We all have the right not to associate — or to associate — with any group we see fit. However, as a member of SUSD’s governing board, with whom Charros work on a fairly regular basis, I believe the exclusion of women from this organization’s membership and their close interaction with our students and teachers is troubling and is therefore a topic that is appropriate for public scrutiny and discussion.

— Jann-Michael Greenburg, Scottsdale school board member

Scottsdale is home to many female business leaders and community-oriented women, and the idea that in 2019 an organization that performs work for the City of Scottsdale — and benefits from immensely from it — openly discriminates against women appears to be unjustifiable.

With well-documented issues of gender equity and pay inequality in the workplacee and beyond, the message we are sending to our students is that it is okay for SUSD to partner with an organization of self-described business leaders that make no room at their table for women – neither their input nor their recognition as business or community leaders is welcome.
I have been elected to oversee the education of the students in our great district.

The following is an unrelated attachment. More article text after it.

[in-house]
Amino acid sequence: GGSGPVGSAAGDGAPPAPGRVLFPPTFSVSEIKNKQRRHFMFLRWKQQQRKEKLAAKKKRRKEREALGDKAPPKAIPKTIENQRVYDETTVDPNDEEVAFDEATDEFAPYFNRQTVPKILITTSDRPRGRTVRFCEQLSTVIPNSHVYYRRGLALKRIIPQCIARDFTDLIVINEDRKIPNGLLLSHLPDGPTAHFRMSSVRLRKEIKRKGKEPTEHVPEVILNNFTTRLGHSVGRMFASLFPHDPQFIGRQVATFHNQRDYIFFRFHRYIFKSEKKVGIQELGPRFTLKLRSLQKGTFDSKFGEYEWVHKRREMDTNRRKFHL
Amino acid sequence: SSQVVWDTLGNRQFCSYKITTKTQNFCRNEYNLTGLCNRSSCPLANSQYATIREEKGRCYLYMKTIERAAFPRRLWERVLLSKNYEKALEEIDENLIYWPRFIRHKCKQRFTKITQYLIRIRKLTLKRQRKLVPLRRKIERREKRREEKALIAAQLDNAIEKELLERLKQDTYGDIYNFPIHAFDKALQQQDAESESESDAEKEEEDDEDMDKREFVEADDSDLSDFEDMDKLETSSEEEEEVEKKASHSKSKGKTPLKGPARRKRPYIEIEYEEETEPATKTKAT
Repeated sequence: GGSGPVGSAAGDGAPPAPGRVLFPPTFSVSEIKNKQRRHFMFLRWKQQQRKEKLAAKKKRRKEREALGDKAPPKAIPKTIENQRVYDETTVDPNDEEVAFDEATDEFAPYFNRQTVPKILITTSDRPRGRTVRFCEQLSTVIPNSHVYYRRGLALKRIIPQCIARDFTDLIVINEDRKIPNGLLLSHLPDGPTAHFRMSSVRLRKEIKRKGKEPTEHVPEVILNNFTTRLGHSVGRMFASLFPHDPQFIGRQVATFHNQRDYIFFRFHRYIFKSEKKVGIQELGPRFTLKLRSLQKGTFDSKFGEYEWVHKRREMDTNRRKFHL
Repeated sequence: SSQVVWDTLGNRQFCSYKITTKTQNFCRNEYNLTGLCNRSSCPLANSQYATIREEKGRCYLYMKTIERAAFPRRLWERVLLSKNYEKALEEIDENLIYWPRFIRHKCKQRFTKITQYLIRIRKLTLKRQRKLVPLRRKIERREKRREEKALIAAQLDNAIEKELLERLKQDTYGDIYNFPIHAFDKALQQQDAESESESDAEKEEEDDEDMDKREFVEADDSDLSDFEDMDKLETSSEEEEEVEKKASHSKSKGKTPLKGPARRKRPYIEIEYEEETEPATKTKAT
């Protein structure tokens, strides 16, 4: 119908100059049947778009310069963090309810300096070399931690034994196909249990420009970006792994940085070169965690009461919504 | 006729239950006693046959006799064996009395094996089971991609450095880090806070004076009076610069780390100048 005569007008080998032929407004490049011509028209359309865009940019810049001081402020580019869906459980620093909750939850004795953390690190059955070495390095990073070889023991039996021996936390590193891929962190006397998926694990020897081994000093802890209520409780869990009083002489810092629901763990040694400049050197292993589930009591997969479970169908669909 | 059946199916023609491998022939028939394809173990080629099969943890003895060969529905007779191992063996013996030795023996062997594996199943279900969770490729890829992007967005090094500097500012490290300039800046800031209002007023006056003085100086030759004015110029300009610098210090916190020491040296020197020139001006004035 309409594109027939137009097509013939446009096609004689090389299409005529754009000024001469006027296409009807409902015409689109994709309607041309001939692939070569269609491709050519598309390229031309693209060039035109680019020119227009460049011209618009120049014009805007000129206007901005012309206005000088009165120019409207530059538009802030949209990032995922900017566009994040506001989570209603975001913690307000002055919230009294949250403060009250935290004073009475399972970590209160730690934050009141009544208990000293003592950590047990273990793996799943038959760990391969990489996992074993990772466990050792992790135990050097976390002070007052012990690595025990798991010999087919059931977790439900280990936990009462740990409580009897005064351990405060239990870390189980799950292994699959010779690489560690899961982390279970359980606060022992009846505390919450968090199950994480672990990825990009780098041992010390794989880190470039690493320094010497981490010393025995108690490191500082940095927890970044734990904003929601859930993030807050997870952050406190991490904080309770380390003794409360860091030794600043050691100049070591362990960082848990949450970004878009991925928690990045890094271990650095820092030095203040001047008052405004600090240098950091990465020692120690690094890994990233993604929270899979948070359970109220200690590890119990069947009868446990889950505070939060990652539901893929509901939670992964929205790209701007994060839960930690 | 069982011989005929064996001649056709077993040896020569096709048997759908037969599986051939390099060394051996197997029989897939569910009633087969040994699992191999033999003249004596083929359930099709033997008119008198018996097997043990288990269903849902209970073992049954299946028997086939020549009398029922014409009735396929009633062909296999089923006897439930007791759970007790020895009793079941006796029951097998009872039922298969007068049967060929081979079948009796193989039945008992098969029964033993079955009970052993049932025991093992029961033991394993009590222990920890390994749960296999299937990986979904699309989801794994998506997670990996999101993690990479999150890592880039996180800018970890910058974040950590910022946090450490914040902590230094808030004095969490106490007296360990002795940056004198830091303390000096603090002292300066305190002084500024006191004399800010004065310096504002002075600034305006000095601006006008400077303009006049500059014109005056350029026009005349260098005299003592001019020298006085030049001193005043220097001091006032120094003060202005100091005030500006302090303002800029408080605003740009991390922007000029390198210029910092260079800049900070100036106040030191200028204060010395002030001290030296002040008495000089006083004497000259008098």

Do I sit silently and tell the students that discrimination based on gender is socially acceptable in 2019? What about race or religion? As Dr. Martin Luther King, Jr. writes in his “Letter from a Birmingham Jail,” “Injustice anywhere is a threat to justice everywhere […] Whatever affects one directly affects all indirectly.” To add to that, “if people do it to women, they will do it to anyone.

I am very appreciative of the many fine contributions the Charros has made to our community and I am not writing this article to disparage its members. As I have already written, I know some of its members very well and they have shown no intent or desire to embody discriminatory practices. This is the legacy of rules established in 1961, well before any of the current members were nominated to Charros.

However, if the Charros are going to continue describing itself as a group of business and community leaders then they must include women in their membership.

— Jann-Michael Greenburg, Scottsdale school board member

As Warren Buffet said, “It takes [20] years to build a reputation and five minutes to ruin it. If you think about that, you’ll do things differently.”

No one wants to see an organization that has done so much great work for our community become better known for discrimination against women than for their cumulative good works.

I am calling on those who are in a position of power and authority within Charros to make lasting, positive change for our community and to begin admitting women to their organization.

It is the right thing to do for our children, our schools, and our city.

Editor’s note: Mr. Greenburg is a member of the Scottsdale Unified School District Governing Board